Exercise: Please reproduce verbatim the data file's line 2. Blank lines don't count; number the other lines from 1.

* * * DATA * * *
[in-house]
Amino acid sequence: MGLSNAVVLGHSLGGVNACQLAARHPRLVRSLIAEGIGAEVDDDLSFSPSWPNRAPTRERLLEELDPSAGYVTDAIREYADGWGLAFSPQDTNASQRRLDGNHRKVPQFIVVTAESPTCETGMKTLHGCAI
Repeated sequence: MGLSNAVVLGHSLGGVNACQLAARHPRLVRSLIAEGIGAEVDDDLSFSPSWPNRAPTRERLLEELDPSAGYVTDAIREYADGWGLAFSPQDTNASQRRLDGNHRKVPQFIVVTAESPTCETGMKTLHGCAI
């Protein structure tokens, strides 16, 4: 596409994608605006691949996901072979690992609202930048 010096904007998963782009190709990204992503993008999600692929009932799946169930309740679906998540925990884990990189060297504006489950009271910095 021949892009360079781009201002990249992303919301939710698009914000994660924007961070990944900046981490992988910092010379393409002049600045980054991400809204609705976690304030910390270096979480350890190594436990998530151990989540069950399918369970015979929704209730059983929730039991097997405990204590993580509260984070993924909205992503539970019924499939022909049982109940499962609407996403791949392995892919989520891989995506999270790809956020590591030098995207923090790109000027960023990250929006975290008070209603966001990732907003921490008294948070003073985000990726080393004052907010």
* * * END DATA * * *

Amino acid sequence: MGLSNAVVLGHSLGGVNACQLAARHPRLVRSLIAEGIGAEVDDDLSFSPSWPNRAPTRERLLEELDPSAGYVTDAIREYADGWGLAFSPQDTNASQRRLDGNHRKVPQFIVVTAESPTCETGMKTLHGCAI